Barthes’ position on text—that the only point of production is consumption—is very economist of him. The analogy works quite well: goods and services for sale have creators and owners but the utility of the consumer is paramount. Barthes’, of course, does not deny that there are authors, merely that there are God-Authors who “own” the meaning of texts. No labour theory of value for Barthes!

That narrative voice cannot be simply equated with any biological person and readers bring meaningful baggage to texts are both obviously true. If literary critics forget either of these things, they are being silly.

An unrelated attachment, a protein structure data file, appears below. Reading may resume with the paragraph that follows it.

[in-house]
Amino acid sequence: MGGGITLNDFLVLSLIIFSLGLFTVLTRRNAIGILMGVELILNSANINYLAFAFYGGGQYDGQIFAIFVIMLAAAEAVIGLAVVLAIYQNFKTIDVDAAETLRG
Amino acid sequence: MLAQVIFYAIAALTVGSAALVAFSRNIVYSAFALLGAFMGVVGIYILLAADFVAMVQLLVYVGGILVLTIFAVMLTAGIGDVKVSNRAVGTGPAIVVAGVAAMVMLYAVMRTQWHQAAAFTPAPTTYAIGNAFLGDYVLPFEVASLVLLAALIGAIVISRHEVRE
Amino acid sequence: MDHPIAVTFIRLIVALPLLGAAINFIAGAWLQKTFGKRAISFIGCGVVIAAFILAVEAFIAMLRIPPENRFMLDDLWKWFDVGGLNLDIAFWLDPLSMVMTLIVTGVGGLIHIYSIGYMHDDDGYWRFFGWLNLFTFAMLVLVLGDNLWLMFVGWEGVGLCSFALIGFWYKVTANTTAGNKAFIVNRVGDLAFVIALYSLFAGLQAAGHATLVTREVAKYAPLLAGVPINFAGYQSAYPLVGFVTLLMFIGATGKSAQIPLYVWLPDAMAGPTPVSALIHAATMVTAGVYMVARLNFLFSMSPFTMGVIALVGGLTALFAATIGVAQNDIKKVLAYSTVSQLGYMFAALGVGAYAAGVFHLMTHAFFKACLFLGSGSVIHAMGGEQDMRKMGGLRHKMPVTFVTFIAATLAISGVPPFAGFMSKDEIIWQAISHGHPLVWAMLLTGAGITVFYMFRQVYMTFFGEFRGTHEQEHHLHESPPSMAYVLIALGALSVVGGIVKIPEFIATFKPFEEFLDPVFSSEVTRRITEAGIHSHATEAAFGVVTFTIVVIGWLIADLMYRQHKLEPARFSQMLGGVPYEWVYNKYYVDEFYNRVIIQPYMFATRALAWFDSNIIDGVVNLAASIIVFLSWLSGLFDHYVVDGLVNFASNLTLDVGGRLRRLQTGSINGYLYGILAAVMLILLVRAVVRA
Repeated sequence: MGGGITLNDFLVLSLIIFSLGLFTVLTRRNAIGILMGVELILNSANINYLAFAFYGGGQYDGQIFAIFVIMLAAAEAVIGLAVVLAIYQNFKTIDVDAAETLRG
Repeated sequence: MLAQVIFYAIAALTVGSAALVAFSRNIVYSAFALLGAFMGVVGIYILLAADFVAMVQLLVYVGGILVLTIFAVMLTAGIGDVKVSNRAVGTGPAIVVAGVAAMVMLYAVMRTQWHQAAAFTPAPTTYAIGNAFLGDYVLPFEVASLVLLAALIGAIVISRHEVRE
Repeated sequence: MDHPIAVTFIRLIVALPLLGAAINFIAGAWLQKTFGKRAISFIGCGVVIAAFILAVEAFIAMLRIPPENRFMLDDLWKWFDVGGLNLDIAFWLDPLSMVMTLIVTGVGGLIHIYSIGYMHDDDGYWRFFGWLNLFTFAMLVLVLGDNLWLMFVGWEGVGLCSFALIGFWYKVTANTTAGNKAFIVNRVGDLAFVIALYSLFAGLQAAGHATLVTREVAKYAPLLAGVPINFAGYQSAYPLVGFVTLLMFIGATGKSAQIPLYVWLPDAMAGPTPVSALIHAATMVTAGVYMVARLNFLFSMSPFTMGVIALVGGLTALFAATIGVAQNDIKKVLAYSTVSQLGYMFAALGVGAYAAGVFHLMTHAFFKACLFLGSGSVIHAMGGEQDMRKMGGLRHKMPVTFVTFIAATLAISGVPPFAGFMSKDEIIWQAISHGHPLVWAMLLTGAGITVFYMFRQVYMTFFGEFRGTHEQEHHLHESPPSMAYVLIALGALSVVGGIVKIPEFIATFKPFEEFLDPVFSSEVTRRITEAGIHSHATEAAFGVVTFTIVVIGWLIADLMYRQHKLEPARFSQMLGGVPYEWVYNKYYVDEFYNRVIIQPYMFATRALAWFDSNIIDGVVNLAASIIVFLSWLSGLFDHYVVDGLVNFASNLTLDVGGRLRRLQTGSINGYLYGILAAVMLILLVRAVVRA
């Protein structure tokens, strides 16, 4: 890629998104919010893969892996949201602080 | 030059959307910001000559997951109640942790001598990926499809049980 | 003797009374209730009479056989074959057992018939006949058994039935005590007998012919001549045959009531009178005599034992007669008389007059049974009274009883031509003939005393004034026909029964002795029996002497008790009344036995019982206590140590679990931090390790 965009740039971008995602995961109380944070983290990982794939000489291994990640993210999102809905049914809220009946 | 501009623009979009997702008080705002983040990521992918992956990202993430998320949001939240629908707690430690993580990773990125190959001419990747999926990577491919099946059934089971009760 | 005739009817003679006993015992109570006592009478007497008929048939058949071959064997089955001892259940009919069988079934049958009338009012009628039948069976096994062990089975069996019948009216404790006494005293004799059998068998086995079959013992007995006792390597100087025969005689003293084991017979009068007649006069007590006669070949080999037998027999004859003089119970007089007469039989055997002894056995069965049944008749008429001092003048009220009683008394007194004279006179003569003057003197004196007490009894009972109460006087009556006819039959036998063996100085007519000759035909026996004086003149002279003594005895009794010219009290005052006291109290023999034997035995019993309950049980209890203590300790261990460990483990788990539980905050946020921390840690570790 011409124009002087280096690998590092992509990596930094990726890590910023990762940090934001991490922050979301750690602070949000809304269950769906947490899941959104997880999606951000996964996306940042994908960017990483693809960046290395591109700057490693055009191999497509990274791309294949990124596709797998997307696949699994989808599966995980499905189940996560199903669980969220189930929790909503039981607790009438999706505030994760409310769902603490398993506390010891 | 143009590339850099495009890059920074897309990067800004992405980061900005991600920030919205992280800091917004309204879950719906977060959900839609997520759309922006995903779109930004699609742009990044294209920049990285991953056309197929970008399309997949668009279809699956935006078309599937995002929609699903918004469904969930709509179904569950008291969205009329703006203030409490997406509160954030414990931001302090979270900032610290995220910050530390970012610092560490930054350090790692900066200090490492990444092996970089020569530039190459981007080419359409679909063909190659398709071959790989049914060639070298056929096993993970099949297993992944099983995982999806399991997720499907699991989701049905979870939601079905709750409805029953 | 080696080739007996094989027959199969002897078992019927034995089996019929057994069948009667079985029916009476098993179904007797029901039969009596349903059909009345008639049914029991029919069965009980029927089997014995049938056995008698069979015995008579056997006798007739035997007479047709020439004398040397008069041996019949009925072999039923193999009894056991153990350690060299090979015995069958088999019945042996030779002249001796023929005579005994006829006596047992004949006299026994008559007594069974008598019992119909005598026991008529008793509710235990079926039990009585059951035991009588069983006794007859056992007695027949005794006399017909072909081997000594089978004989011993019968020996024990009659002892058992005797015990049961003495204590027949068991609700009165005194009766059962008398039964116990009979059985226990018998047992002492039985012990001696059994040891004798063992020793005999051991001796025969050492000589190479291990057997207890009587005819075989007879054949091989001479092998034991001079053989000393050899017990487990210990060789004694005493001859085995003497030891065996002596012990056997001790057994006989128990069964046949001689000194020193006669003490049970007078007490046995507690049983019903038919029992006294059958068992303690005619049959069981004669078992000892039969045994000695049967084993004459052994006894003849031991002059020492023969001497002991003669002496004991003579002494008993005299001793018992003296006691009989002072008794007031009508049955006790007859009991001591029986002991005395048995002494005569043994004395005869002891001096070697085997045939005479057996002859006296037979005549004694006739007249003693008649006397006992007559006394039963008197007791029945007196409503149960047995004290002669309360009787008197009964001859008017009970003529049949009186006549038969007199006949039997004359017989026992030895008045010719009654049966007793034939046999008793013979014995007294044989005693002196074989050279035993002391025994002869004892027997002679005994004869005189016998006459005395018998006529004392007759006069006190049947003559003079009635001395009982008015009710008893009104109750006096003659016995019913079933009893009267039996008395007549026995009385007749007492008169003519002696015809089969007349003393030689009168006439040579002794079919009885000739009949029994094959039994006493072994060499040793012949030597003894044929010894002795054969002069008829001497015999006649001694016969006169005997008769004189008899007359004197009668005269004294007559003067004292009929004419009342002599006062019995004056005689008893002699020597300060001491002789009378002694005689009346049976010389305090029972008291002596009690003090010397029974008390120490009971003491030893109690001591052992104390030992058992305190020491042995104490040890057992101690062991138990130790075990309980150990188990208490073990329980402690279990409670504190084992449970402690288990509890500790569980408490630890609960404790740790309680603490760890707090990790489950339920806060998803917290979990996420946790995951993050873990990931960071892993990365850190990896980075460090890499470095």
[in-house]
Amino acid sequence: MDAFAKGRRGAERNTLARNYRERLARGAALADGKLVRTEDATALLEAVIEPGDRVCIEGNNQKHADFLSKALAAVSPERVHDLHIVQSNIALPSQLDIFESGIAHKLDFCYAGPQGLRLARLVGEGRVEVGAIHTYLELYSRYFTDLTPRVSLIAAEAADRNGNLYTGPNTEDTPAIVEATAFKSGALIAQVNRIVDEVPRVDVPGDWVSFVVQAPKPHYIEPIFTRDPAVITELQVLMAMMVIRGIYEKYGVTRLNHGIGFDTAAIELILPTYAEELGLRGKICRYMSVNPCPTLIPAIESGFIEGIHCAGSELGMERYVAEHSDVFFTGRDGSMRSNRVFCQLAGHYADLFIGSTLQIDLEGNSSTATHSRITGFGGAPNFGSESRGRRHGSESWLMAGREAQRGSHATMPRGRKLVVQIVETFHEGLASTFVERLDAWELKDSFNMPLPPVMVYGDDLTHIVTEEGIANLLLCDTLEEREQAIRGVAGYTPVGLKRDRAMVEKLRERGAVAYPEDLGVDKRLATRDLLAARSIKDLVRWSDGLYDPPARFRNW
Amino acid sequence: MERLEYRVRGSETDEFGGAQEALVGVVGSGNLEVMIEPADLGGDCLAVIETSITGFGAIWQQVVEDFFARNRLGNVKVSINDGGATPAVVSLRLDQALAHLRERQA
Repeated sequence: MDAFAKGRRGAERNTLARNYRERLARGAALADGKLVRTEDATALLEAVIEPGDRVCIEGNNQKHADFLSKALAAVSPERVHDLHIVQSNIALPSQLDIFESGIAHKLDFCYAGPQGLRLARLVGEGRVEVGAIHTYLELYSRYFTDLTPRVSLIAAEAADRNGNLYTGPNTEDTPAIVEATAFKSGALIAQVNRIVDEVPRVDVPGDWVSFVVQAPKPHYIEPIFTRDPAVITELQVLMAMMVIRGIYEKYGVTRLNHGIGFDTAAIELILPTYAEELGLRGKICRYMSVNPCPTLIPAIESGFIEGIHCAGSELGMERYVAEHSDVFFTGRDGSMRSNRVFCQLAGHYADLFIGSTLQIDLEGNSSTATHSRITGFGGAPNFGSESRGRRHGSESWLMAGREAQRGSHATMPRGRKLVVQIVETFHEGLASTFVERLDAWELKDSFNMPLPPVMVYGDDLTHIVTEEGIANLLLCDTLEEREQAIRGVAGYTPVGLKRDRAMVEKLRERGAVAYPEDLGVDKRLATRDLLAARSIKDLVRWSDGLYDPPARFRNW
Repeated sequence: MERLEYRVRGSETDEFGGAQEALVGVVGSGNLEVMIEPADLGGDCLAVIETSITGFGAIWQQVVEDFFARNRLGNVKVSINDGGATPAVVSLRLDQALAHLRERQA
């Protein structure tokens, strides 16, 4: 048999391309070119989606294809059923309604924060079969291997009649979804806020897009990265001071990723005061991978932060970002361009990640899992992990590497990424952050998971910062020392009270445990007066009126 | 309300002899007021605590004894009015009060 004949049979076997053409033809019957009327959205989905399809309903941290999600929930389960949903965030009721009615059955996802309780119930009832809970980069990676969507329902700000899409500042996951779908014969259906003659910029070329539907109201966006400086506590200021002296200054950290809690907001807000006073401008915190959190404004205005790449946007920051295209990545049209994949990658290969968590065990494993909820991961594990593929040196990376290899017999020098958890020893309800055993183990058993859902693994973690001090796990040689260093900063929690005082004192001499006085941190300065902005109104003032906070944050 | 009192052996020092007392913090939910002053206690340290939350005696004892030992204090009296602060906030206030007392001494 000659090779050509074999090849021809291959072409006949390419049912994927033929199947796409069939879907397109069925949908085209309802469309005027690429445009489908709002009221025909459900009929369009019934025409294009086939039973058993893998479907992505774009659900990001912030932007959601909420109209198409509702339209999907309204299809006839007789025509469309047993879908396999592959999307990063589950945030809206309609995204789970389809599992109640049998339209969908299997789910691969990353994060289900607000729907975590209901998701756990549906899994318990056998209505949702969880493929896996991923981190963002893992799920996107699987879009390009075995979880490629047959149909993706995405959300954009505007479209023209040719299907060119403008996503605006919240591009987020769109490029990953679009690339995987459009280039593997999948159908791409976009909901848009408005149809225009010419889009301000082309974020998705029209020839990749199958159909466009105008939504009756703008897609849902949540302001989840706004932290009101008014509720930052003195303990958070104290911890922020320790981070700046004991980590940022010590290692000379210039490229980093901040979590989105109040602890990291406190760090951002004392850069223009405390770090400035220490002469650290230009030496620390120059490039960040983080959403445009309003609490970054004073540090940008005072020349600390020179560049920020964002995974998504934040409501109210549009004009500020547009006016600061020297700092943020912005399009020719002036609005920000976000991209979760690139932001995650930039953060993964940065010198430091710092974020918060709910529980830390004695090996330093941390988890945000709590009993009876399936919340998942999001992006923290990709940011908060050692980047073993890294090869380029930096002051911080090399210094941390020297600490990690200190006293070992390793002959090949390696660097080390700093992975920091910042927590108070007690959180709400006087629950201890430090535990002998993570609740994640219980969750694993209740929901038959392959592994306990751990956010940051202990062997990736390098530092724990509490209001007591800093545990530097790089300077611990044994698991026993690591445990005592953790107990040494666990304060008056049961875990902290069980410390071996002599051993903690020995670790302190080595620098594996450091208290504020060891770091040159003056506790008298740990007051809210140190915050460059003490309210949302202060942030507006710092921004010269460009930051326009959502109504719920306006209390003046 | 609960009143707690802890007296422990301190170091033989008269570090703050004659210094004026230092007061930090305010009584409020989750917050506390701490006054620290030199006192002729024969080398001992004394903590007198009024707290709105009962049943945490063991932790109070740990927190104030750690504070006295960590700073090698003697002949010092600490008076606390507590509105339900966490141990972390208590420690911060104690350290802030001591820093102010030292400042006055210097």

But before one gets all excited about any allegedly profound implications from either aforementioned truth, it is useful to ponder a few things. First, why do we have first person, second person and third person? Second, why do we have a distinction between fiction and non-fiction? Third, why do we have the concept of the lie, and of perjury? Fourth, why does language happen at all?

Barthes engages in various rhetorical tricks to get readers to think him a terribly clever person, to think themselves terribly clever folk by agreeing with him, and to not think in common sense terms about their own experience of language and texts. Barthes claims that readers are where the “power” over texts does and should lie. I entirely agree that Death of the Author is an essay to emancipate oneself from.